Topic: Three Kinds of Ministry Explained
Text: Romans 15:8-33
Memory Verse: Romans 15:13
Romans 15:8-33 concerns the Jews and the Gentiles in the church. It reveals three different ministries that we must recognize and understand. The first two has to do with both Jesus’ and Paul’s ministries to the Gentiles and the Jews. The last concerns Gentiles Churches’ ministry to Jews.
1. Jesus’ Ministry to Jews and Gentiles (15:8 – 13)
One might say that Jesus had a “dual” ministry, first to the Jew and then to the Gentile. When the Messiah was born in Bethlehem, His coming was announced to the Jewish nation and related to the Old Testament promises. As verse 8 states clearly, the Lord was first “a servant of the Jews” for the purpose of confirming the Old Testament covenants and promises (Luke 1:30 –33, 46 –55 and 68). The Spirit-filled Jews knew that the Messiah had come to deliver them from the Gentiles and establish the promised kingdom.
Then what happened? The people of Israel rejected their King on three occasions:
- They allowed Herod to murder the King’s messenger, John the Baptist.
– They asked for Jesus to be murdered.
- They themselves murdered Stephen.
In the Gospels and Acts, the Gospel is delivered “to the Jew first.” Had Israel received the Messiah, the kingdom would have been set up, and the blessings would have flowed out to the Gentiles through a converted Israel. Paul has now already shown [in Romans 9-11] that it is through Israel’s fall (not her rise to glory) that the Gospel of God’s grace has gone out to the Gentiles.
Now, let’s look closely at verses 9 – 12. We can see a pattern of progress here:
• The Gentiles hear the Word (verse 9 – Psalm 18:49)
• The Gentiles rejoice with the Jews (verse 10 – Deuteronomy 32:43)
• All the Gentiles praise God on their own (verse 11 – Psalm 117:1)
• The Gentiles put their hope/faith in the Messiah (verse 12 – Isaiah 11:10).
These verses almost summarize the spiritual history of Israel. The theme of the Gentile’s praise is the Lord Jesus. Speaking of that future day when the King reigns, verse 12 says – “The Gentiles will hope in Him.” Paul then writes about the theme of “hope” in the prayer of verse 13. We do not have to wait to have joy, peace and hope. God can give us those blessings now. He is the “God of hope.”
2. Paul’s Ministry to Jews and Gentiles (15:14-22)
Paul was anxious to emphasize that he was the apostle to the Gentiles. In verse 16, Paul pictures himself as a New Testament priest, offering up the Gentiles to God as his sacrifice of praise. Every time we lead a person to faith in Jesus, we too are offering another sacrifice to His glory. Concerning Paul’s special ministry to the Gentiles, we see that it involved at least three things:
- Special message (the Gospel of grace – verse 16 and Ephesians 2:1 – 10)
– Special miracles (verses 18-19)
– Special method (verse 20 – going where Jesus “was not known”)
Paul was a pioneer – a true apostle and church planter. As he preached the risen Lord, he did not mix law and grace, faith and works, or Israel and the church. We know that the Jews “demand miraculous signs” (1 Corinthians 1:22), but God also gave miracles for the Gentiles (at Ephesus for instance – see Acts 19:11 – 12).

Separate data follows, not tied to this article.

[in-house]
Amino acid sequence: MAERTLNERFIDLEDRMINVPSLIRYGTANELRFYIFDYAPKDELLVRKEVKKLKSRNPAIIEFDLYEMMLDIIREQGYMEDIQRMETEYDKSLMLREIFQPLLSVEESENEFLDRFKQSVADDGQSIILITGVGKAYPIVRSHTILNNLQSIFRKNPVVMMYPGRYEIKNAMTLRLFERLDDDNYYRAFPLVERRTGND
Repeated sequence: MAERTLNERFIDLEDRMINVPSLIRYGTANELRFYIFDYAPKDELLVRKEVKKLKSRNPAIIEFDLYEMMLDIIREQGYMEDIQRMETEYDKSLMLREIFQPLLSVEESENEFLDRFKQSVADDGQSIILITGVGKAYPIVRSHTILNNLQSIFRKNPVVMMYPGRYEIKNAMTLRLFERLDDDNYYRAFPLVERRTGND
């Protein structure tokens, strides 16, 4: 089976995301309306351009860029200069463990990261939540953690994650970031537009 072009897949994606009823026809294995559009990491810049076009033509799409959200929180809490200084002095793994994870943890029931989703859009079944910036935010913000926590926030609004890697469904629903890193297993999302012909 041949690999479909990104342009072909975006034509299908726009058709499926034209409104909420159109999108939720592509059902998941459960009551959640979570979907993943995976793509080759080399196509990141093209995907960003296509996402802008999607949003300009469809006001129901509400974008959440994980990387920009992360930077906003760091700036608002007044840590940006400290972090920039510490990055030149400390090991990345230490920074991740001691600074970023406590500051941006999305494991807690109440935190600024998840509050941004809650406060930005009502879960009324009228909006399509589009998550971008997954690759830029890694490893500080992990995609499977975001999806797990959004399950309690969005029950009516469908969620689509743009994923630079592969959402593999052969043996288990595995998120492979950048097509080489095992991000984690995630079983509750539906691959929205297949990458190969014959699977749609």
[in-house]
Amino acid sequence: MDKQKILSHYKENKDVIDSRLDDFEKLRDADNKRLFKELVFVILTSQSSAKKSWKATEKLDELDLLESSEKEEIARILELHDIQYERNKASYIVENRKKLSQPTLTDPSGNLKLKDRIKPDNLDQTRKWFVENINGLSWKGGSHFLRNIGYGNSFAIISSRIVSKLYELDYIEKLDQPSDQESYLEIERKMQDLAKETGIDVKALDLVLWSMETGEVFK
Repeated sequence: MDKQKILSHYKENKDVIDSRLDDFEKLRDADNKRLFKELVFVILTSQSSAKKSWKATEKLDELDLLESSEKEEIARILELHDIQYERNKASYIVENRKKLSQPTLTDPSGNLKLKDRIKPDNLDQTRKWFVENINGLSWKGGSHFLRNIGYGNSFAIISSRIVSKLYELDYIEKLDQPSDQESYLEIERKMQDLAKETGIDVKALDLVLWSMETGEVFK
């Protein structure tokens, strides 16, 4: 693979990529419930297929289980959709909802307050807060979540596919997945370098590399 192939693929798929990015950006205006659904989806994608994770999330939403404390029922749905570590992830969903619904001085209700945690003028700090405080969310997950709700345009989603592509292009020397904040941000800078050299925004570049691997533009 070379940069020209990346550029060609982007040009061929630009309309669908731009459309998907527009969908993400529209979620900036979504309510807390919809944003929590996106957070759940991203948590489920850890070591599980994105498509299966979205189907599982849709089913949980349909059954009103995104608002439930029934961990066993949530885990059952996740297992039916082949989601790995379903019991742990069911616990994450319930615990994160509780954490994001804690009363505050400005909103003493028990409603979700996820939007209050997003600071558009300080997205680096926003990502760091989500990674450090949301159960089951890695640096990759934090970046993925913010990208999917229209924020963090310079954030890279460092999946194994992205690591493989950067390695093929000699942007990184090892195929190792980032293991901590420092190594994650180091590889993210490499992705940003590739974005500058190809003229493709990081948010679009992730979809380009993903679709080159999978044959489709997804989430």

Paul had been hindered from going to Rome, not by Satan, but by the demands of ministry in so many places where the Gospel was unknown. Now that he had covered so much area, he was ready to go to Rome. The fact that Paul was willing to preach in Rome shows that no other apostle had been there. Again, his policy was to go to areas untouched by the Gospel – “where Jesus was not known.”
3. The Gentile Churches’ Ministry to Jews (15:23-33)
Paul desired to go to Spain. Whether or not he ever went to Spain, the Bible does not say. [Tradition says that he did.] At the time he wrote this letter he was busy in taking a relief offering to the poor Jews in Palestine. The Gentile churches that Paul started contributed this special offering. For details, see 1 Corinthians 16 and 2 Corinthians 8-9. Paul gave this very significant reason for the offering:
Notice the spiritual obligation of the Gentile believers in verse 27. Since the Gentiles had received all their spiritual blessings through the Jews, the Gentiles were to pay them back in some measure with material things. Believers today need to bear in mind that Gentiles are debtors to the Jews.
Notice in the final words of this chapter that the apostle was praying that he would “be rescued from the unbelievers in Judea” (verse 31). This prayer was granted. Although the Jews [through the Romans] seized Paul (Acts 22:24 – 27) and his life was in danger (Acts 23:12), he survived and journeyed to Rome where he preached the gospel (Acts 28:16–31). Verse 33 brings the formal part of Paul’s letter to a conclusion. All that remain are greetings and a word of warning.
This chapter emphasizes the importance of distinguishing between the Jew, the Gentile and the church (1 Corinthians 10:32). In fact, Paul’s very last words in his letter to the Romans deal with that great mystery of the church, which he revealed through his message.
1. What was Paul’s priestly duty with reference to Romans 15:16?
2. Why were the Gentile Churches obliged and motivated in sharing their material blessings with the Jews?
3. Jesus has a dual ministry, both to the Gentiles and the Jews. Explain